Question: Is microarray gene expression analysis is dead ?
0
gravatar for cjgunase
2.8 years ago by
cjgunase30
United States
cjgunase30 wrote:

Is analyzing microarray data is considered obsolete? are there recent publications using gene expression data to construct large gene regulatory networks ?

microarray gene expression • 1.8k views
ADD COMMENTlink modified 2.8 years ago by genomicswolf20 • written 2.8 years ago by cjgunase30

I think it is still a method of choice for targeted gene expression analysis. Used more often in clinics. If I'm not wrong, CGH and SNPs are often studied using Array. This journal issue might be of help.

ADD REPLYlink written 2.8 years ago by Satyajeet Khare1.4k

For a comparison of microarray with RNA-seq, read this paper.

ADD REPLYlink written 2.8 years ago by Jean-Karim Heriche20k
3
gravatar for Marge
2.8 years ago by
Marge280
Italy
Marge280 wrote:

I don't think microarrays are dead, not yet, for a number of reasons.

Despite what WouterDeCoster says, I think they are still cheaper than RNAseq, allowing you more replicates for the same amount of money (so more reliable measurments).

It is definitely true that the landscape of what you profile is limited to what you spot on the array, but then for most applications people just collapse all reads mapping to a given gene even after doing the fancy RNAseq stuff.

I also think that analysis of RNAseq data is still much more challenging, in terms of computational resources as well as preparation of the analyst. Microarrays have been around for so long that there are many many tools to analyse them without much prior preparation. Space and RAM-wise, well: I can easily analyse from start to end a relatively large microarray dataset in my home laptop, but I definitely cannot do this for a large RNAseq dataset.

Here is an example of a recent publication in which expression profiling is microarray based: http://www.nature.com/nature/journal/v535/n7612/full/nature18637.html.

There are many more: not dead yet.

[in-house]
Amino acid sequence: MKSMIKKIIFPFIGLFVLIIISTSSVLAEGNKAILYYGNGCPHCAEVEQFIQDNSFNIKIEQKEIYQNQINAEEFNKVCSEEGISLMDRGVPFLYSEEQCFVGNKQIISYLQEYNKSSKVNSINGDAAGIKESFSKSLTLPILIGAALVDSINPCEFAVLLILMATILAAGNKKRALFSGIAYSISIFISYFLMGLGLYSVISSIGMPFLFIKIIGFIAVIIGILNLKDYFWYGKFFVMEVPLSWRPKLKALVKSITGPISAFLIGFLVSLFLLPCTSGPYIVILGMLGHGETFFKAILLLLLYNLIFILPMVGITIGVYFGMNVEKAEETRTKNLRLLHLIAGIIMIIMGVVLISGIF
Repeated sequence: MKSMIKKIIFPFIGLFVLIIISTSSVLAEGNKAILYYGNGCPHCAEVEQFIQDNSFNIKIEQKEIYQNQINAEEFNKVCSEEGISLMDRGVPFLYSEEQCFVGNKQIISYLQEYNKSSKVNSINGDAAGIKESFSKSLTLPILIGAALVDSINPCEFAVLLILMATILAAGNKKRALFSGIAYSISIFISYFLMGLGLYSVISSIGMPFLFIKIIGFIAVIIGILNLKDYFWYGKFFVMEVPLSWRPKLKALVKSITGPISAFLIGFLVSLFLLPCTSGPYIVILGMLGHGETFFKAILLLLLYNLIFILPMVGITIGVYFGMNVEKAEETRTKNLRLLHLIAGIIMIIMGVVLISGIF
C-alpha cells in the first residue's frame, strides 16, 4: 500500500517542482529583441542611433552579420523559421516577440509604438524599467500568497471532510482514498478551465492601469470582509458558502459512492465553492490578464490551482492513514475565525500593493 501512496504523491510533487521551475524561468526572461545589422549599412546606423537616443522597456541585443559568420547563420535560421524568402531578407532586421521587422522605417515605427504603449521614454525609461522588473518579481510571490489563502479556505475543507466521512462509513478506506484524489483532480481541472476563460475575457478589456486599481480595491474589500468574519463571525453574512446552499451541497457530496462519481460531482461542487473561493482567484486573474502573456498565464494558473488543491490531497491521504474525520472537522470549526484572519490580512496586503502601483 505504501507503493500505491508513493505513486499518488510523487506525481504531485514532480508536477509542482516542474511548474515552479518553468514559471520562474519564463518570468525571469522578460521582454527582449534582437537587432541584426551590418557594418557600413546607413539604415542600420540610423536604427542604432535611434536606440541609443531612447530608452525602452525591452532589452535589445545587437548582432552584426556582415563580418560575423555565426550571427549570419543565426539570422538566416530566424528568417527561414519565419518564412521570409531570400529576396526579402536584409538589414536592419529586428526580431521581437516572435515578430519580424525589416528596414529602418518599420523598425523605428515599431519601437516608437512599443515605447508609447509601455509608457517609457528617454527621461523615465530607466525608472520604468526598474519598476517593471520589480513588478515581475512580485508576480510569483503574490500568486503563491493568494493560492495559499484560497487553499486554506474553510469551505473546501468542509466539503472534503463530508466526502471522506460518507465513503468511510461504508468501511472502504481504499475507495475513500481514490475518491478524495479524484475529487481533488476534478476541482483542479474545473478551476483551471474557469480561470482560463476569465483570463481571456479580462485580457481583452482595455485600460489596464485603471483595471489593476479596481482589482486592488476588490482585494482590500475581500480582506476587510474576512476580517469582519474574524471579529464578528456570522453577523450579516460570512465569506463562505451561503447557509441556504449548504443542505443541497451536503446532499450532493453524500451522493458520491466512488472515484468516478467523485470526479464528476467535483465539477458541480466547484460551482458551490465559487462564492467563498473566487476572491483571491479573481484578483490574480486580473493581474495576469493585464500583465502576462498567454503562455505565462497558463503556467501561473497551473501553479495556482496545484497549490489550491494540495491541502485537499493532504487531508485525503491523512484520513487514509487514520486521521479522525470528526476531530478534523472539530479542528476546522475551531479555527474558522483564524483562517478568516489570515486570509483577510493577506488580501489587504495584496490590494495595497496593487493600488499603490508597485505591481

ADD COMMENTlink written 2.8 years ago by Marge280

I agree. There's just so many existing microarray studies out there to be mined, it can't be considered obsolete technology just yet.

ADD REPLYlink written 2.8 years ago by russhh4.6k
1
gravatar for WouterDeCoster
2.8 years ago by
Belgium
WouterDeCoster40k wrote:

Based on what I know about prices a microarray is not cheaper than RNA-seq (depending on desired number of reads of course), and RNA-seq is also more sensitive, giving you nucleotide level information and information about unannotated genes/transcripts. Therefore, I don't see a reason to use microarray over RNA-seq.

ADD COMMENTlink written 2.8 years ago by WouterDeCoster40k
1

Considering the availability of a Bioinformatician (also time in some cases) expertised in sequence analysis, I saw people still opting for Microarrays, but this is applicable for only few cases.

ADD REPLYlink written 2.8 years ago by venu6.2k
0
gravatar for lakhujanivijay
2.8 years ago by
lakhujanivijay4.2k
India
lakhujanivijay4.2k wrote:

Yes, to some extent, but NGS is still something which people are learning to gradually phase out microarrays. This threat was long known to microarray manufacturers. Read this article.

ADD COMMENTlink written 2.8 years ago by lakhujanivijay4.2k
0
gravatar for chen
2.8 years ago by
chen1.9k
OpenGene
chen1.9k wrote:

microarray application is narrowed, but it's still far to die

ADD COMMENTlink written 2.8 years ago by chen1.9k
0
gravatar for Irsan
2.8 years ago by
Irsan6.9k
Amsterdam
Irsan6.9k wrote:

In research, micro-arrays are on their return but in clinical diagnostics they are still used a lot, in particular array-CGH or SNP-arrays to determine germ line CNVs that predispose to disease.

ADD COMMENTlink written 2.8 years ago by Irsan6.9k

True, but the question is mainly about arrays for gene expression ;)

ADD REPLYlink written 2.8 years ago by WouterDeCoster40k

Oh yeah that's right, forgot about that...

ADD REPLYlink written 2.8 years ago by Irsan6.9k
0
gravatar for genomicswolf
2.8 years ago by
genomicswolf20
genomicswolf20 wrote:

Yes, in our laboratories it is completely dead, you know, if it is interesting to you. However, many institutions perform that every day.

ADD COMMENTlink written 2.8 years ago by genomicswolf20
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